The history of freckles goes a bit like this: at different times throughout various ages, beauty marks and freckles have been deemed both beautiful and ominous.
In 12th-century England, a beauty mark might have been used as “evidence” that the devil had successfully entered a female body. But in 12th-century France, a well placed faux-freckle or beauty spot, coined “mouches” (French for “flies”), was all the rage.
Now, we’re seeing a huge trend for enhancing or simply adding freckles on faces, using eyebrow pencils and liquid liners for those not blessed with any at birth.
Thanks to a widening of beauty ideals, the beautifully freckled faces of models like Adwoa Aboah and Instagram It-girl Beabadoobee are gracing our magazine covers and beauty YouTube tutorials. In fact, so fetishised are freckles that everyone wants in on the action. Henna freckles are now trending on TikTok – the hashtag #hennafreckles currently has 134.1million views. While henna might not be the safest method of application, other influencers, such as make-up artist Danielle Marcan, are having success going viral with her Freck Faux Freckle product, a long-wearing but temporary way to freckle up your face.
But what about semi-permanent freckles? Are they even safe?
According to Mary-Anne Hunter, founder and technical director of Pretty Permanent Makeup, semi-permanent makeup is a cosmetic semi-permanent tattoo that “stimulates natural features, such as eyebrows and freckles or traditional makeup (like lip liner and liquid eyeliner) is expertly applied and lasts up to five years.”
While semi-permanent makeup is nothing new, the techniques and trends used by modern practitioners are. In Hunter’s experience, the ideal candidate for faux-freckles is likely someone who is “already applying freckles with a pencil at home or someone who has freckles and wants to enhance them.” She also notes that she has seen a recent spike in demand. “I have been applying freckles for over 10 years, but over the last five years, there’s been a boom.” That boom, she says, is down to Meghan Markle’s freckles and the publicity surrounding her during the Royal Wedding.
Renée Cleovoulou, director of The Dermatography Clinic, who specialises in semi-permanent freckles, is a huge fan of the procedure, but says that those who are interested in it should always have a face-to-face consultation first.
“This is where we discuss the treatment, look at pictures and then I am able to give well-informed advice, as well as give clients an allergy test.” If the patient is suitable, freckles are then applied in two sessions. “In the first session, I will mark where we want them and work conservatively as we can always add more later,” she says. “This also gives the client space to see how it works and get used to how it looks and feels on them.”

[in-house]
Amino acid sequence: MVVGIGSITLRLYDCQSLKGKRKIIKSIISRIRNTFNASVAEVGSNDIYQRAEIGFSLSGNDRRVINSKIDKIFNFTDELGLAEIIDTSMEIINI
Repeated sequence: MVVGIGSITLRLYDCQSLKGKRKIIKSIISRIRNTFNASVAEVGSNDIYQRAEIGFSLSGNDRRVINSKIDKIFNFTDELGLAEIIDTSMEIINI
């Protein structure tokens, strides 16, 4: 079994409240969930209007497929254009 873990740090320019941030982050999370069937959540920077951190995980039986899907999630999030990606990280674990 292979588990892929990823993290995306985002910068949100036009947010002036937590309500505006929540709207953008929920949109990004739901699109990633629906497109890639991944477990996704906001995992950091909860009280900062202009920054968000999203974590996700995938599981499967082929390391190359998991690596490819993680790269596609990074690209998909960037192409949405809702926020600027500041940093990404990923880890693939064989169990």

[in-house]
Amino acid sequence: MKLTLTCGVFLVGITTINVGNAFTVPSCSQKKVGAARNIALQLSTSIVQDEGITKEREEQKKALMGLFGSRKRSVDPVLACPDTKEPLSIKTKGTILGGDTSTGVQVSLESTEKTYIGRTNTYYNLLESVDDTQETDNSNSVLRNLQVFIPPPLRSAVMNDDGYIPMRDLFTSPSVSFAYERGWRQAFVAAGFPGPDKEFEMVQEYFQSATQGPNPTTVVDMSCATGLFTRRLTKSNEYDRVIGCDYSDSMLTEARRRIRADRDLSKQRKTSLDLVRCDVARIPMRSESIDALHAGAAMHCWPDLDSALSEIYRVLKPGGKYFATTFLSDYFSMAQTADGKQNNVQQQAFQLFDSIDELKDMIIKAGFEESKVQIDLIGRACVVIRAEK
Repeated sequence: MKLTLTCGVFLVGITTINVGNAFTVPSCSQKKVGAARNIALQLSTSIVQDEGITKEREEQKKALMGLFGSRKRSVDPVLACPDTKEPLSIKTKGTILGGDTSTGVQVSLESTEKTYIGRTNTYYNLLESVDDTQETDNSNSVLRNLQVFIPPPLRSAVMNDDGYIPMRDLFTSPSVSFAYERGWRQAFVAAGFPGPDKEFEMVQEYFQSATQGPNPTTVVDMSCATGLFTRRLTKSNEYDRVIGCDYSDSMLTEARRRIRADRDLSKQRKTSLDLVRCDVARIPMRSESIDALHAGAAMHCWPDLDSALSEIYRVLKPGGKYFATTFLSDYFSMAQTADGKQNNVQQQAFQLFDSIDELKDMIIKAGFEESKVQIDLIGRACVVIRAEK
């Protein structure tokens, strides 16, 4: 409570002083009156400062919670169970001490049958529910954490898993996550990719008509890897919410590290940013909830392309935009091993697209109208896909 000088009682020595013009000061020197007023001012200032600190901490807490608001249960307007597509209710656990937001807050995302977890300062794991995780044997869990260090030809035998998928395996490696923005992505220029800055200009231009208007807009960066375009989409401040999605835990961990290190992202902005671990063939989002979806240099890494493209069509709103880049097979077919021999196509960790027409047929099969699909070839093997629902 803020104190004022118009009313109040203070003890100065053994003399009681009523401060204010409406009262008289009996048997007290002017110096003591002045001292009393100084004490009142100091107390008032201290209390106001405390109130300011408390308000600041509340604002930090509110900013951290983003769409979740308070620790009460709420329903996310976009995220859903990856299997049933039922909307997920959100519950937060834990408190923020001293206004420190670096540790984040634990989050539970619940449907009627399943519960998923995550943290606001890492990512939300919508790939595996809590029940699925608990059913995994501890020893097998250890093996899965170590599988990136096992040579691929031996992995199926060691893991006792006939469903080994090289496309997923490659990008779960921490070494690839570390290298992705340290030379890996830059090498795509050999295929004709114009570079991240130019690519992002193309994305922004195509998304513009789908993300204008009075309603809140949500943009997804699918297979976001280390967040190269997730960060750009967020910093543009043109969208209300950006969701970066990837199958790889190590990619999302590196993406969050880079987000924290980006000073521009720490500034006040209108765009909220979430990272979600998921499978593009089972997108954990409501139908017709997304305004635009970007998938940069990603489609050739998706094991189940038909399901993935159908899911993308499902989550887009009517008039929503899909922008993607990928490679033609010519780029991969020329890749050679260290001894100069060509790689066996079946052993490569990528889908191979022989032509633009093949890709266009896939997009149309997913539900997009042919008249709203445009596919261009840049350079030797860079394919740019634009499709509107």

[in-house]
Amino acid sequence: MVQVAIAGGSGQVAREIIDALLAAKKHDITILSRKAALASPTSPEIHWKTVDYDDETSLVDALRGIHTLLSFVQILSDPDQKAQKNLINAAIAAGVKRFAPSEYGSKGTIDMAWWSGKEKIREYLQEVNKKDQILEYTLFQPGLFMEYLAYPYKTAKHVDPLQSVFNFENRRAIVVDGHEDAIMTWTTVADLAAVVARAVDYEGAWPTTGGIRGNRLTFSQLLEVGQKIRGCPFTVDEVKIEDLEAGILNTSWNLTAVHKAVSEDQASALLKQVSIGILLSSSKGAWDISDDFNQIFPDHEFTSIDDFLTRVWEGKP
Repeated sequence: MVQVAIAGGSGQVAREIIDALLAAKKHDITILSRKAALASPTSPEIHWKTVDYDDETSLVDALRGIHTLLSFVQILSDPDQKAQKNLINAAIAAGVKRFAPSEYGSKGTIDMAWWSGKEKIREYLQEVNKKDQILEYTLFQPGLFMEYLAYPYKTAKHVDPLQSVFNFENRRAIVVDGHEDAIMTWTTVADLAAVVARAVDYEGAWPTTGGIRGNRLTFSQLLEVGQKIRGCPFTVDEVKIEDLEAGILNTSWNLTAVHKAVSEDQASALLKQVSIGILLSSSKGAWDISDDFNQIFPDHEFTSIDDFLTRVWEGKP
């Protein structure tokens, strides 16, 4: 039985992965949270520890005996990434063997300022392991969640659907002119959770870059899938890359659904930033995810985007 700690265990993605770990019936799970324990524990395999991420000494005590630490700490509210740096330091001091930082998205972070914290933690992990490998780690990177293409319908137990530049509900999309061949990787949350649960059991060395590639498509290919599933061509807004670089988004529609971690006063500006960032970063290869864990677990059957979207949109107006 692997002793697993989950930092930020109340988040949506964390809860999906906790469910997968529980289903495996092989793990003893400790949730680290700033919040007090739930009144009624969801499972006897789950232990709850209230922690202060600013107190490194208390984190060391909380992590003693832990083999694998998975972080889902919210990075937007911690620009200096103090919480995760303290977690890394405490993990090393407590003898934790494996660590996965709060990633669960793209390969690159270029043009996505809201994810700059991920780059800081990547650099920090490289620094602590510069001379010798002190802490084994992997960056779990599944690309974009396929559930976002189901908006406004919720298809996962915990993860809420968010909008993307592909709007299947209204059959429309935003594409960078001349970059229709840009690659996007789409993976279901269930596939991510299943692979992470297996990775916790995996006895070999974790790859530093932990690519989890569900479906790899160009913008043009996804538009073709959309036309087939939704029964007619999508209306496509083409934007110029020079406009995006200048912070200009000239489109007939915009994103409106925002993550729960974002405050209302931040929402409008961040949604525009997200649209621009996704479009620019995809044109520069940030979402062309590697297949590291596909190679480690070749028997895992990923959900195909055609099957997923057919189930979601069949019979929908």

Then, the client is invited for a second session, during which the treatment will be reviewed, and she will add more freckles or make any amendments. “In brief, there is no pain, perhaps a minor scratch for some and nothing to stay home for. You just need to keep the treated area clean, dry and out of direct sunlight for 14 days.”
Semi-permanent freckles flake for between two to 10 days. Initially, they will be very light and will slowly become more apparent in around two to three weeks. “In four weeks, we are able to review and sometimes add more if we want to,” Cleovoulou adds.
Why are faux freckles so popular now?
“Beauty marks are quite popular for both guys and girls for many reasons, but notably because freckles draw the eye to a specific area and, when strategically placed, can enhance our favourite features, like the eyes,” says Cleovoulou.
Hunter agrees and adds that she has seen a notable shift. “Years ago, people wanted to get rid of their freckles. But for many years now, they have embraced their freckles and see them as symbols of youthfulness,” she says. “They help some achieve a safe sun-kissed look, as well as a touch of enhanced individuality.”
Semi-permanent faux freckles don’t come cheap. Each treatment usually costs around £300, including the review session afterwards. It’s also important to note that treatments like microblading can look a little heavy for the first week. Any treated areas will also need to be kept dry until healed, while your technician should provide an after-care soothing balm to aid the healing process.
If you’re looking to achieve the faux freckles look but are not quite ready for the semi-permanent treatment, there are a plethora of alternatives to achieve the much sought-after look. There are amazing wash-off pencils, such a Pseudo Labs’s PHreckles Kit and tools, like Bronzie’s fake tan freckle stencil kit, to start having fun with.
Play around and enjoy faking it.